GARDEN TIP: Garden Markers – Part 2

I found another garden marker idea on Page 86 and 89 of the April 2012 issue of Better Homes & Gardens. In the article, Donna Drago placed 5 or 6 foot tall unpainted wooden stakes in her square foot garden. Each stake had a whimsical lime green dowel cap on top. Just below the dowel cap, she wrote the name of the plant.

I knew the wooden stake was a bad idea for my neck of the woods. In just one season, wood placed in the ground either rots or something chews the bottoms off. I decided to use Drago’s marker idea by substituting half inch PVC pipe for the wood and copy the idea of topping the markers with dowel caps. I am not willing to put PVC pipe in my veggie garden because I’m suspicious of toxic seepage. However, I thought the PVC markers would be great as perennial markers to mark the location of perennials that die back in the winter. It would be helpful to know where to expect a perennial to resprout and give me a head’s-up if it failed to resprout.

Poppie gave me a 5 foot section of half-inch PVC pipe. I cut the pipe into 12 inch pieces and used silver spray paint on the PVC. He also gave me two round, two-inch dowel caps that I painted with my lifetime supply of flat celery green. I later spray painted them with a darker shade of green because I wanted them shiny. My paint choices were based on trying to make a marker that did not detract from the beauty of nature or stand out unnecessarily. I wanted something that you wouldn’t really notice in comparison to those cemetery markers.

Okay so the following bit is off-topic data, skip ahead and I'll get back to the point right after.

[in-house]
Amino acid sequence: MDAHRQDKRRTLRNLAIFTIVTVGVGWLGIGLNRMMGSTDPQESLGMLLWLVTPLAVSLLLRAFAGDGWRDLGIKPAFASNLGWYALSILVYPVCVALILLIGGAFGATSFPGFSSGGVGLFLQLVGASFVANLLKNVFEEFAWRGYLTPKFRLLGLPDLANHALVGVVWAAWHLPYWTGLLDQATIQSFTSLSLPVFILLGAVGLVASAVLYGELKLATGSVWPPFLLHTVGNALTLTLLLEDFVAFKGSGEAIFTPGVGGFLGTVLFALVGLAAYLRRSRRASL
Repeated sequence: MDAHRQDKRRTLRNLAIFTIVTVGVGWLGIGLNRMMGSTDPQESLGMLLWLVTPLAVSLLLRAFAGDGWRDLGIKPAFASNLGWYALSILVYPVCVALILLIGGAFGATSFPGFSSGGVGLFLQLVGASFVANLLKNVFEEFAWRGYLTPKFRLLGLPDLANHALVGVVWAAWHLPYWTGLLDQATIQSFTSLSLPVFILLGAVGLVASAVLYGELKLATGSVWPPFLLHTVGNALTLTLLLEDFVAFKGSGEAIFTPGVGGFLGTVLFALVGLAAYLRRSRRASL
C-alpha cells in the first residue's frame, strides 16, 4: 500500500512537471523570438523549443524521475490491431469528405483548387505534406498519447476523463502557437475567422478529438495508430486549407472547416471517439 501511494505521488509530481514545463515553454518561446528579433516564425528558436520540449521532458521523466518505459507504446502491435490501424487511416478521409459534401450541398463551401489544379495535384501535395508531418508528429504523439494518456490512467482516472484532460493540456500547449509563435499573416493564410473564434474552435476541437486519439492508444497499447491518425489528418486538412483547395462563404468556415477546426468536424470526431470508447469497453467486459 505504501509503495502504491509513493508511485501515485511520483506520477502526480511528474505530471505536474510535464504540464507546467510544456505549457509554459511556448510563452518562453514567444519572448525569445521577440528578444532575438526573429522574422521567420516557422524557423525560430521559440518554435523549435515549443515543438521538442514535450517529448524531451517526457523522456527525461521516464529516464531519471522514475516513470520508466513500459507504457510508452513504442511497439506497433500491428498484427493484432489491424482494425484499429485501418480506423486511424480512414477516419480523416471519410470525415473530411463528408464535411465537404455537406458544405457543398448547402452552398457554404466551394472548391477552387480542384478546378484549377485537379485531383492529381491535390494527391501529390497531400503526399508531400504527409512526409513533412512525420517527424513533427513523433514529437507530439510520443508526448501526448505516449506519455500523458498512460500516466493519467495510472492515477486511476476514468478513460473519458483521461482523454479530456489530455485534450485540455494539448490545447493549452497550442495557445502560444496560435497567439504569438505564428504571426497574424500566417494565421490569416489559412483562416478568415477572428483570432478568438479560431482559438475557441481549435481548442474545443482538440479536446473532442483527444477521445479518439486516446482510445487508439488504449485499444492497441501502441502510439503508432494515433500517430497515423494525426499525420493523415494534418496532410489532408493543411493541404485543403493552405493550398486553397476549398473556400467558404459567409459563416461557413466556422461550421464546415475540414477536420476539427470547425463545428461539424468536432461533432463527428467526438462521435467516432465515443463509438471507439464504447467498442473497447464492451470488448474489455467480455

I loved the dowel cap on the pipe but could  locate only one inch dowel caps in the craft stores and couldn’t find them at all in the home improvement stores. Unwilling to special order the two inch dowel caps, I donned my creative thinking cap and decided that I could make some square dowel caps with some of Poppie’s woodworking equipment. I rooted around in his scrap wood bin, cut some small cubes (less than 2 inches) and proceeded to drill one hole into each cube. Drill is not the right word because I didn’t use a drill as you think of them. Poppie has this hole-poker thingie with drill bits that look like augers. I have no idea what you call that kind of drill. I drilled each hole slightly larger than the half-inch PVC pipe, and voila, a square dowel cap.

To paint them, I poked some bamboo garden stakes in the dirt, put a cube on each stake and went on the attack with shiny spray paint.

Perennial garden markers being painted

I used E6000 glue inside the hole I drilled and pressed the square dowel cap on the PVC pipe. Here are the results of both the round and the cube perennial markers. This project didn’t cost me a dime because Poppie was willing to share what he had in his shop and I was willing to put in a little time.

Perennial Garden Markers

If you are looking for more garden marker ideas, our intrepid web explorer, Ms. GrubbyFungus, has found a new selection of marker ideas. Check it out over at Three Pea Permaculture.

GARDEN TIP: Garden Markers – Part 1